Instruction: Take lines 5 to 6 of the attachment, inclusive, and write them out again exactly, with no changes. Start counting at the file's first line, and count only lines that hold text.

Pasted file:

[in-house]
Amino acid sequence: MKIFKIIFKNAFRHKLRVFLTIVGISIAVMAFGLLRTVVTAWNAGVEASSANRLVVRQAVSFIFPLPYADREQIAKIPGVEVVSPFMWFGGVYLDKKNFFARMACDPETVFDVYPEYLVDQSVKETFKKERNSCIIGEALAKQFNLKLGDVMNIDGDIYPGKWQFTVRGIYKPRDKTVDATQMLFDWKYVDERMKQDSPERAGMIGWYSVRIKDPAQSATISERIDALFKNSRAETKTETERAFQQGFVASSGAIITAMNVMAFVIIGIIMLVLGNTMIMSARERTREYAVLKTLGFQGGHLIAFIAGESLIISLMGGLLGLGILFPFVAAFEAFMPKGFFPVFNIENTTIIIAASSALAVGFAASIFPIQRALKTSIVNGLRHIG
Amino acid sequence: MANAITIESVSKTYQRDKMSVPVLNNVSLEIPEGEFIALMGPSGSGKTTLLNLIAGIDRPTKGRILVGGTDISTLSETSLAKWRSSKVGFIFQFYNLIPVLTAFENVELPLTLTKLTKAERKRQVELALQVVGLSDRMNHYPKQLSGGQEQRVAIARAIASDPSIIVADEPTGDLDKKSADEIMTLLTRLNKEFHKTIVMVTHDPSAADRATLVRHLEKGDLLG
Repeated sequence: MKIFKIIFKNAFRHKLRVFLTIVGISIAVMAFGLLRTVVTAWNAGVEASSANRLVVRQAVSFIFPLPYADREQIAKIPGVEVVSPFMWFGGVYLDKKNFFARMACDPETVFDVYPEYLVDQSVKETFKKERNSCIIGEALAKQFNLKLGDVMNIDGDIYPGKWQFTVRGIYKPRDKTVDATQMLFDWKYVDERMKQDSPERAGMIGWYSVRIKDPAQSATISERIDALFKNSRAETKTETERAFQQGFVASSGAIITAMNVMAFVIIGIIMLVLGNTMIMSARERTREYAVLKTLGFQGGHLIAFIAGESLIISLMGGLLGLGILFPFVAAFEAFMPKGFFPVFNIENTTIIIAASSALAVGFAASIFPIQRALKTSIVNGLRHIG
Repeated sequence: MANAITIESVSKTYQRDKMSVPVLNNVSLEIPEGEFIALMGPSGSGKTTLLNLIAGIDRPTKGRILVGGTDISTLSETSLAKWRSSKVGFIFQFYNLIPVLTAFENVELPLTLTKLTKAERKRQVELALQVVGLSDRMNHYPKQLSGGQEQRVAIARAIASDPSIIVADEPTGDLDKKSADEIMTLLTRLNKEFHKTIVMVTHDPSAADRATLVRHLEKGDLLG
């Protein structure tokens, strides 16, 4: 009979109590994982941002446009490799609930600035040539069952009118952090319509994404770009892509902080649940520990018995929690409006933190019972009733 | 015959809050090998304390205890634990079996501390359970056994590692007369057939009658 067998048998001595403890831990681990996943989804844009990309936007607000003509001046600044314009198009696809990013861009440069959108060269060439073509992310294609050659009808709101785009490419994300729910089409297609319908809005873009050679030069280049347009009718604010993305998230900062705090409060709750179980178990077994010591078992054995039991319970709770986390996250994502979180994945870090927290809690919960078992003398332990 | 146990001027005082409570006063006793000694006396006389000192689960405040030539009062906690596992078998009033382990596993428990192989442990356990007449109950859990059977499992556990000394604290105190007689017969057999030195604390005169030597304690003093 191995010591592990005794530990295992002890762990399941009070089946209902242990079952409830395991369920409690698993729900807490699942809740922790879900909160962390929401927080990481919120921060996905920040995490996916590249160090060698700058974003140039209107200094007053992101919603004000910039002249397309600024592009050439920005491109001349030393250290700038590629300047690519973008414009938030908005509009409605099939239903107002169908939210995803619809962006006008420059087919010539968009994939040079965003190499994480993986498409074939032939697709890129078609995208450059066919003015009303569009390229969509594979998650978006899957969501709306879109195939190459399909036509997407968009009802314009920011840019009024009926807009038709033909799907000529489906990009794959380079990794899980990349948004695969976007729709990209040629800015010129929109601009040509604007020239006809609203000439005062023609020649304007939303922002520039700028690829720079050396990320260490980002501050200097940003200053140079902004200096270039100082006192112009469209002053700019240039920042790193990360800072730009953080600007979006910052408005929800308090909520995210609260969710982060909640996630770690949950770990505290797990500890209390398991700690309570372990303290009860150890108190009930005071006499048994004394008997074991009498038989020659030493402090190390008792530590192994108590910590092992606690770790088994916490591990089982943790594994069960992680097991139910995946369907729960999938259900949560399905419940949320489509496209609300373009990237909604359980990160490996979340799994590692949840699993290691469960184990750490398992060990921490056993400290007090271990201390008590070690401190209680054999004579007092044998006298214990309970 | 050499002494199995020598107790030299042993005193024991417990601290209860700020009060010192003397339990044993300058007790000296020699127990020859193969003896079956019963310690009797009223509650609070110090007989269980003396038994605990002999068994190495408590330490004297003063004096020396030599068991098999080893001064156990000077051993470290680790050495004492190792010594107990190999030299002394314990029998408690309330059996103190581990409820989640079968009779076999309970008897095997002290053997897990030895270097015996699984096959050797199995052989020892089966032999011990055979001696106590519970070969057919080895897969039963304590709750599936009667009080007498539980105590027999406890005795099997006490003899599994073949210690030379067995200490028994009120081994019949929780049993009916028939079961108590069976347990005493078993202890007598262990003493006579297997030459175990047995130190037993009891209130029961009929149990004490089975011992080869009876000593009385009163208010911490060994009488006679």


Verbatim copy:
Repeated sequence: MANAITIESVSKTYQRDKMSVPVLNNVSLEIPEGEFIALMGPSGSGKTTLLNLIAGIDRPTKGRILVGGTDISTLSETSLAKWRSSKVGFIFQFYNLIPVLTAFENVELPLTLTKLTKAERKRQVELALQVVGLSDRMNHYPKQLSGGQEQRVAIARAIASDPSIIVADEPTGDLDKKSADEIMTLLTRLNKEFHKTIVMVTHDPSAADRATLVRHLEKGDLLG
């Protein structure tokens, strides 16, 4: 009979109590994982941002446009490799609930600035040539069952009118952090319509994404770009892509902080649940520990018995929690409006933190019972009733 | 015959809050090998304390205890634990079996501390359970056994590692007369057939009658 067998048998001595403890831990681990996943989804844009990309936007607000003509001046600044314009198009696809990013861009440069959108060269060439073509992310294609050659009808709101785009490419994300729910089409297609319908809005873009050679030069280049347009009718604010993305998230900062705090409060709750179980178990077994010591078992054995039991319970709770986390996250994502979180994945870090927290809690919960078992003398332990 | 146990001027005082409570006063006793000694006396006389000192689960405040030539009062906690596992078998009033382990596993428990192989442990356990007449109950859990059977499992556990000394604290105190007689017969057999030195604390005169030597304690003093 191995010591592990005794530990295992002890762990399941009070089946209902242990079952409830395991369920409690698993729900807490699942809740922790879900909160962390929401927080990481919120921060996905920040995490996916590249160090060698700058974003140039209107200094007053992101919603004000910039002249397309600024592009050439920005491109001349030393250290700038590629300047690519973008414009938030908005509009409605099939239903107002169908939210995803619809962006006008420059087919010539968009994939040079965003190499994480993986498409074939032939697709890129078609995208450059066919003015009303569009390229969509594979998650978006899957969501709306879109195939190459399909036509997407968009009802314009920011840019009024009926807009038709033909799907000529489906990009794959380079990794899980990349948004695969976007729709990209040629800015010129929109601009040509604007020239006809609203000439005062023609020649304007939303922002520039700028690829720079050396990320260490980002501050200097940003200053140079902004200096270039100082006192112009469209002053700019240039920042790193990360800072730009953080600007979006910052408005929800308090909520995210609260969710982060909640996630770690949950770990505290797990500890209390398991700690309570372990303290009860150890108190009930005071006499048994004394008997074991009498038989020659030493402090190390008792530590192994108590910590092992606690770790088994916490591990089982943790594994069960992680097991139910995946369907729960999938259900949560399905419940949320489509496209609300373009990237909604359980990160490996979340799994590692949840699993290691469960184990750490398992060990921490056993400290007090271990201390008590070690401190209680054999004579007092044998006298214990309970 | 050499002494199995020598107790030299042993005193024991417990601290209860700020009060010192003397339990044993300058007790000296020699127990020859193969003896079956019963310690009797009223509650609070110090007989269980003396038994605990002999068994190495408590330490004297003063004096020396030599068991098999080893001064156990000077051993470290680790050495004492190792010594107990190999030299002394314990029998408690309330059996103190581990409820989640079968009779076999309970008897095997002290053997897990030895270097015996699984096959050797199995052989020892089966032999011990055979001696106590519970070969057919080895897969039963304590709750599936009667009080007498539980105590027999406890005795099997006490003899599994073949210690030379067995200490028994009120081994019949929780049993009916028939079961108590069976347990005493078993202890007598262990003493006579297997030459175990047995130190037993009891209130029961009929149990004490089975011992080869009876000593009385009163208010911490060994009488006679």